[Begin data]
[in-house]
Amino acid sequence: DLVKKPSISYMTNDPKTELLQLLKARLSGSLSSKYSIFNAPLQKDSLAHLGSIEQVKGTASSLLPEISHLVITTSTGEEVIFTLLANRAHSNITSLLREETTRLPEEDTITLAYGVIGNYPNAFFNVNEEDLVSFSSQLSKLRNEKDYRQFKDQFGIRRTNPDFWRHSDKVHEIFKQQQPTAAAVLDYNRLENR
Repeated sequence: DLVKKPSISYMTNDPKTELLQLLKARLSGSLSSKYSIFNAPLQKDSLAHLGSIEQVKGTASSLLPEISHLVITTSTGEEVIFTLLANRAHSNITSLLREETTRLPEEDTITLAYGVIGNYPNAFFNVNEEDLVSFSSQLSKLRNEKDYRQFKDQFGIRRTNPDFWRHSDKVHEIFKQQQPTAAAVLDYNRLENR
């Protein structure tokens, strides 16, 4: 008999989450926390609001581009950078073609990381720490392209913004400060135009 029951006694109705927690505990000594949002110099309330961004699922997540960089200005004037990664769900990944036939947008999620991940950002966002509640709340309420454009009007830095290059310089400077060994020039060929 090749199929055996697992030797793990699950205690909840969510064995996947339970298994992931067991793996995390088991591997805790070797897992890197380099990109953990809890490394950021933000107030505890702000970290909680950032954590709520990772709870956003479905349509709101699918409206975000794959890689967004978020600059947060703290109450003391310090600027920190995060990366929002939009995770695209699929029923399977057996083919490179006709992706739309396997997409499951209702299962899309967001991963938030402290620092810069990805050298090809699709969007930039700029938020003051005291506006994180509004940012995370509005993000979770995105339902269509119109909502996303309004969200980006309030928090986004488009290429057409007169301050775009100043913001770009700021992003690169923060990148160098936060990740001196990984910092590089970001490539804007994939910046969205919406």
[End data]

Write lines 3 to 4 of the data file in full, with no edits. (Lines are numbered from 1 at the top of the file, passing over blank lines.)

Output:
Repeated sequence: DLVKKPSISYMTNDPKTELLQLLKARLSGSLSSKYSIFNAPLQKDSLAHLGSIEQVKGTASSLLPEISHLVITTSTGEEVIFTLLANRAHSNITSLLREETTRLPEEDTITLAYGVIGNYPNAFFNVNEEDLVSFSSQLSKLRNEKDYRQFKDQFGIRRTNPDFWRHSDKVHEIFKQQQPTAAAVLDYNRLENR
């Protein structure tokens, strides 16, 4: 008999989450926390609001581009950078073609990381720490392209913004400060135009 029951006694109705927690505990000594949002110099309330961004699922997540960089200005004037990664769900990944036939947008999620991940950002966002509640709340309420454009009007830095290059310089400077060994020039060929 090749199929055996697992030797793990699950205690909840969510064995996947339970298994992931067991793996995390088991591997805790070797897992890197380099990109953990809890490394950021933000107030505890702000970290909680950032954590709520990772709870956003479905349509709101699918409206975000794959890689967004978020600059947060703290109450003391310090600027920190995060990366929002939009995770695209699929029923399977057996083919490179006709992706739309396997997409499951209702299962899309967001991963938030402290620092810069990805050298090809699709969007930039700029938020003051005291506006994180509004940012995370509005993000979770995105339902269509119109909502996303309004969200980006309030928090986004488009290429057409007169301050775009100043913001770009700021992003690169923060990148160098936060990740001196990984910092590089970001490539804007994939910046969205919406």